Friday, March 24, 2006

Zen and the art of IT marketing

It’s not quite what you’d call enlightenment, but Microsoft executives now know what it’s like to hear the sound of one hand clapping.

That’s pretty much what happened when the company soft-launched its latest portable computer design (see below for more details).

Origami is, or more correctly, was, the codename for a small, portable computer. It’s part palmtop, part Tablet PC and part media playback device. Physically it sits somewhere between palmtops and notebooks.

Like Microsoft’s other recent hardware design, the Tablet PC, you enter data on screen using a stylus. It comes with great built-in communications; usually wi-fi and Bluetooth, but the hardware needed to hook up with 3G data networks is available as an option.

You can surf the net, read notes, give PowerPoint presentations or watch movies on Origami. Some models include built-in cameras. It’s actually a very exciting piece of kit and because Origami is an adjunct to a PC rather than a replacement it could, potentially, kick off a fresh spending wave.

But it probably won’t. For a start, when, or perhaps if, the Origami arrives here prices will probably start at around NZ$1,500 — that’s considerably more than a low-end laptop and much more than even top-specification palmtops.

Microsoft isn’t actually making the hardware. Like other computing devices designed by the company, the hardware is being made and sold by partners. At the time of writing only Samsung had demonstrated sample hardware. Others are said to have products in the pipeline.

So far, none of the IT industry’s really big names have announced plans to make the devices. This speaks volumes. It could be interpreted as a vote of no confidence in Origami. Alternatively, it’s a sign that Microsoft no longer has the ability to arm-twist big hardware brands. Or it may just be the big brands are slow off the mark.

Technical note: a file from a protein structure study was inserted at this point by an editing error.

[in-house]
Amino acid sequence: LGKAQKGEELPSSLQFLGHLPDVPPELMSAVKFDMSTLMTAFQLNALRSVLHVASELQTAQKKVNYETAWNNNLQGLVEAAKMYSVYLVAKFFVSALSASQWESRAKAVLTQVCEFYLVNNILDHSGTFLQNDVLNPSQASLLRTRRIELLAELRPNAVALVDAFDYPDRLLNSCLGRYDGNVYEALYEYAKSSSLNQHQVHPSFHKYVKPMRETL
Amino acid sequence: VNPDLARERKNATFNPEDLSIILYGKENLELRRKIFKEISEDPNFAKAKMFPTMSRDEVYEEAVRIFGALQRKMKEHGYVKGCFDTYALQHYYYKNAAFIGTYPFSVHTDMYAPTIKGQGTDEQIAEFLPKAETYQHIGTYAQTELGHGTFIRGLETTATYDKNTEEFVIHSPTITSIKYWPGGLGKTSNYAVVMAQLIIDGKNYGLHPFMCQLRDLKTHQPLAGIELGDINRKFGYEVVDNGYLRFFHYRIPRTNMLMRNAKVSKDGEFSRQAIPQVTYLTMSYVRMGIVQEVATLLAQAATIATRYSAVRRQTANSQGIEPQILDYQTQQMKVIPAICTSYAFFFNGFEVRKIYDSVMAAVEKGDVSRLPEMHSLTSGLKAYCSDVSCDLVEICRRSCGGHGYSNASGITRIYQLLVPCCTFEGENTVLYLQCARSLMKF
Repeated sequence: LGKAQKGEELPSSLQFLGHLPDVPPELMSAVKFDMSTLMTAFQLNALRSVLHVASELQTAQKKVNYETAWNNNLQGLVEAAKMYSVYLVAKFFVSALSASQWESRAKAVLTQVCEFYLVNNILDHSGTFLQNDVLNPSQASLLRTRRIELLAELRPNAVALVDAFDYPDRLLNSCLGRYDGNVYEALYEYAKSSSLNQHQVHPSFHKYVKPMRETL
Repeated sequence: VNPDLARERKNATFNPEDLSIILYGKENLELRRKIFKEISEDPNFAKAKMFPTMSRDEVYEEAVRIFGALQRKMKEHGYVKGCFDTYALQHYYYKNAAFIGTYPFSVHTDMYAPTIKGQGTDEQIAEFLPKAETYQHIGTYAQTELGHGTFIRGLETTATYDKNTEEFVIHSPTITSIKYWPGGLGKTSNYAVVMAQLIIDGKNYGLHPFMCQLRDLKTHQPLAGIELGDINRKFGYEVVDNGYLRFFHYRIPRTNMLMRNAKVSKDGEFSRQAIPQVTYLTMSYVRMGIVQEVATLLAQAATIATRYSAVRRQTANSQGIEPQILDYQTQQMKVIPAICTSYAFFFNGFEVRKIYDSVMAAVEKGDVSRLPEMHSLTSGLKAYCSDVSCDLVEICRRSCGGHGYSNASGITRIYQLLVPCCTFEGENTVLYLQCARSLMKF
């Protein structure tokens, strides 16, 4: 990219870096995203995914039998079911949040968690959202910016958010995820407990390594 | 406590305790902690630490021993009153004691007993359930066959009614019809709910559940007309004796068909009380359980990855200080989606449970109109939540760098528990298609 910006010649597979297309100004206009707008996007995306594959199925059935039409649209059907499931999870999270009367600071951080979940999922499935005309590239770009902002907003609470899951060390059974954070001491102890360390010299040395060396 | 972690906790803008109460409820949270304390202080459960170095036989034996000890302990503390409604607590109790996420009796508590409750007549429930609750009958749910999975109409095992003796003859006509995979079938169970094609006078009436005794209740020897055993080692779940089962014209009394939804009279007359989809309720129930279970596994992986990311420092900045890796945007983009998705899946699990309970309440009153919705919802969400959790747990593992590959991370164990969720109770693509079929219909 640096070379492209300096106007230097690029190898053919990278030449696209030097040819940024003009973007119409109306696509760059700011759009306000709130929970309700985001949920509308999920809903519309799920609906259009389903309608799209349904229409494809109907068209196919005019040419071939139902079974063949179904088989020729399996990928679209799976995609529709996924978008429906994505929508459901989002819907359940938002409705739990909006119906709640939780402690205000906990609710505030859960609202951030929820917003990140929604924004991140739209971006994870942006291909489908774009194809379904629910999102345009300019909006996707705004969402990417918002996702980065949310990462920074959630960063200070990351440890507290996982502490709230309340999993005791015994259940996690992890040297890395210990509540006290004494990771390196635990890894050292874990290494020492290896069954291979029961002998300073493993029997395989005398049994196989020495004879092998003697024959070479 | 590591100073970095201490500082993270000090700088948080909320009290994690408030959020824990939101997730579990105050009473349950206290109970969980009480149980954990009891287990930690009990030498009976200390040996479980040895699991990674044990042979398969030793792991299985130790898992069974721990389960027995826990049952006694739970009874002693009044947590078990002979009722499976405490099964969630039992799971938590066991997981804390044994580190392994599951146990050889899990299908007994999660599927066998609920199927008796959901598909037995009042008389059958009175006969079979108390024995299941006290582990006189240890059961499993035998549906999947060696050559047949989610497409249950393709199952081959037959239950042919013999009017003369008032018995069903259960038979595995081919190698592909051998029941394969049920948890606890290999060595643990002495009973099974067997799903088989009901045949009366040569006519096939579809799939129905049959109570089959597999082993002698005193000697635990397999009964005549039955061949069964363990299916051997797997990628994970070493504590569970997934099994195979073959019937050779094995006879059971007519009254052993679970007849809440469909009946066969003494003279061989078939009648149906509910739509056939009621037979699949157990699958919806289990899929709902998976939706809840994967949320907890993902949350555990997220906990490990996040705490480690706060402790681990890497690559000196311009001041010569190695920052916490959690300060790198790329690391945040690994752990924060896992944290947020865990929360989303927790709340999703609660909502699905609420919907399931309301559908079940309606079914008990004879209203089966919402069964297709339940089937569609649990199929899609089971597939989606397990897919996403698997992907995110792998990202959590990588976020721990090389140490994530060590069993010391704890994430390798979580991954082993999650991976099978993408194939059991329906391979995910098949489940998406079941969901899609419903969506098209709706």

To use the ugly and incomprehensible industry jargon term favoured by Microsoft, Origami represents yet another ‘form factor’. Microsoft chip-making partner Intel might label it ‘a platform’. Origami is also officially referred to as an ‘ultramobile PC’.

Yuck, yuck and yuck. Not only are the terms barbaric, they serve to show the huge gulf between the people trying to sell the products and the consumers who may possibly buy them.

You just know these labels are a complete turn-off to ordinary people. Apple would never make such a gross error.

Part of the iPod’s charm is its name. And its straightforward description as an MP3 or portable music player is instantly understandable. Microsoft and its partners still live in some kind of marketing bubble where Sushi would be marketed as raw, dead fish.

While we’re on the subject of Apple, there’s something very familiar about Origami. The device appears to be channelling the Apple Newton.

It’s roughly the same size — that is, small enough to fit in a large pocket — it works with a stylus and is being marketed on its communications capabilities. In fact, the Origami is a tantalising glimpse of what the Newton could be like today if it were still in production.

Well, not entirely. Although it was widely ridiculed when it was introduced, the Newton was more than a decade ahead of its time. The greatest thing about the Newton was its software — simple and very elegant.

Origami is based on Windows, which is a lost opportunity. Even if you think Windows is a cracking desktop operating system, you have to admit it’s not much cop on handheld systems and even worse on mobile phones.

The Newton trumps Origami in at least one other important way: power consumption. Depending on usage, you could reasonably expect to get about 18 hours out of a Newton in-between battery recharges. For some users that would cover a working week. In tests, the Origami seems to work for about two hours.

If the Origami had Newton-like software, it could be a world beater. This isn’t impossible. There are die-hard enthusiasts who’ve written a Newton operating system emulator that runs on Microsoft Windows. Now there’s a thought.


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